On Aug. 29 the city announced on their Facebook page that the Healdsburg Police Department will be conducting additional traffic enforcement this month in certain areas of town after receiving requests and community concern about traffic violations.
Police officers will focus on the area of Dry Creek Road and the 100 block of Healdsburg Avenue.
While monitoring traffic officers will be looking for red-light violations, seat-belt violations, cell phone violations and speeding.
According to Healdsburg police/traffic officer Frank Patane, the fastest speed recorded on the 100 block of Healdsburg Avenue was 51 miles per hour in a 30 mph zone.
“It’s super scary, it is only a matter of time,” Patane said referring to traffic accidents. “It has happened already this year where a car rear-ended a big semi that was backing out of a parking lot. All the airbags deployed in the car but thankfully no one was injured, but it is scary. People see the freeway and just go for it and go at a really high rate of speed and that’s not what we want, we want you to maintain that 30 mph. Prior to that it is not 65 and people really need to understand that.”
Patane said so far this year the department has conducted 2,200 traffic stops and while drivers have received warnings, he said they will be doing more citations.
“We do traffic enforcement all the time but specific focus areas generally come about when we get citizen complaints or when we’re driving and we see and abnormal number of vehicle violations in a specific area or if we have an increase in traffic collisions,” Patane said. “There’s two areas we’re really focusing on in September that’s the 100 block of Healdsburg Avenue, which is south of the roundabout and Dry Creek Road at Grove Street.”
He said with the Healdsburg Avenue area, residents were complaining of vehicles speeding and people not understanding how to yield to pedestrians.
While Healdsburg resident Charlotte Mandrier has seen drivers failing to yield to pedestrians and vehicles in the roundabout, she’s seen worse roundabout behavior.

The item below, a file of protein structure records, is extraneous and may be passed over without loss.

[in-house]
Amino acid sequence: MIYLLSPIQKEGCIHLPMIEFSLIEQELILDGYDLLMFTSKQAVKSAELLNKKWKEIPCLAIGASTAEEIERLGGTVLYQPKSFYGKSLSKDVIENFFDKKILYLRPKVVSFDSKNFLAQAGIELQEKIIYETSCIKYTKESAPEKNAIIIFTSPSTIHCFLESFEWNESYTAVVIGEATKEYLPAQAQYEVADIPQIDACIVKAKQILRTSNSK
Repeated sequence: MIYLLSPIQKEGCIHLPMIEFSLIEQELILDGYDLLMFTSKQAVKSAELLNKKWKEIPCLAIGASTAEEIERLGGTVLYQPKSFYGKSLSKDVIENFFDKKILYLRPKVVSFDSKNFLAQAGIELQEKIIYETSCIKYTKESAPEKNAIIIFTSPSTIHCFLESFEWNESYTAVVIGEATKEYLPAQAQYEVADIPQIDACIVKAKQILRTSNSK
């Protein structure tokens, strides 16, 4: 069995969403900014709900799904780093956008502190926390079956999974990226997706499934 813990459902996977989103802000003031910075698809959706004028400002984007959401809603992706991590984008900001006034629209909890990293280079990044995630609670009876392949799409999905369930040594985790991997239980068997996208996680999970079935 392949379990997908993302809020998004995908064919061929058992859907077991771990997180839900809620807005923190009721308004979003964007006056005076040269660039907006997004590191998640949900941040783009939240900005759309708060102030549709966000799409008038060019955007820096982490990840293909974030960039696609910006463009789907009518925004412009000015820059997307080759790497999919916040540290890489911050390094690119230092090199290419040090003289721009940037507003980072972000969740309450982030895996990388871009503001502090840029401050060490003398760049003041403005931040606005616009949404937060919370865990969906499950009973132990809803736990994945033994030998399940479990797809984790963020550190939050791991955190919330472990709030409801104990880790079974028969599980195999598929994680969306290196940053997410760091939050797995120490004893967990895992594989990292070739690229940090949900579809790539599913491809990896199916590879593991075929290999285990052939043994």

“At the roundabout I regularly see individuals who fail to yield to the drivers already in the intersection. I’ve witnessed one driver take a left (wrong way) from Vine Street over to Healdsburg Avenue via the roundabout, and my personal favorite — I witnessed a driver miss their exit in the roundabout, stop, reverse backwards around the roundabout, and then make the exit rather than simply proceed around one more time.”
Several residents also commented on the city's social media post about the traffic announcement, noting that people do not know how to stop for pedestrians.
“The roundabout is new but it is not that new. So people should already know how to handle the roundabout but for some reason not everyone is understanding it. And so we are out their trying to figure out why,” Patane said. “A lot of times we’ll pull over a vehicle that fails to yield inside the roundabout and try to figure out what they’re thinking, what went through their brain and if they’re not familiar with it or need to get educated on it.”
Patane explained when you are inside the roundabout, you have the right of way.
“You can go in that circle as many times as you want, but if you are trying to enter the roundabout, you need to yield to the vehicles inside the roundabout,” he said.
He said it is also important to pay attention to pedestrians while in the roundabout with the crosswalks at the entrances and exits of the circle.
If you are a pedestrian trying to cross, you should make eye contact with the driver in the vehicle in order to make sure they see you.
“You also have to show the initiative that you are going to cross so they know that you are trying to cross,” he said.
Still mystified about proper roundabout etiquette?
Take a look at the passage on roundabouts in the California Drivers Handbook from the California Department of Motor Vehicles.
Dry Creek Road area
Speeding and distracted driving are also concerns near the Dry Creek Road and Grove Street area.
“That particular area is really interesting because towards the end of the day when the sun is setting in the west, the sun actually hits drivers who are heading west towards the freeway. So we’ve seen an increase in vehicles getting rear-ended and that kind of brought our attention to that area.” Patane said. “While we’re monitoring that area we’re also seeing a lot of people on their cell phones, a lot of people running red lights, vehicles speeding through the intersection to make the yellow light, people without seat-belts and all sorts of vehicle violations.”
Patrol and safety
All officers from the chief down will be working on patrolling the focus areas.
Patane said the department hopes to look at a different problem area in town each month in order to ramp up enforcement.
When asked what drivers can do to help maintain safer city streets, Patane said focusing on what’s in front of you and putting your phone down is important.
“Healdsburg is a really safe city to live in and one of the ways we can help keep it safe is traffic enforcement and educating the public on what’s right, what’s wrong and making sure they are aware of their actions, what are the speed limits. And in terms of being safe, just put the phone down, seat-belt on, focus on what’s in front of you and what’s around you,” he said.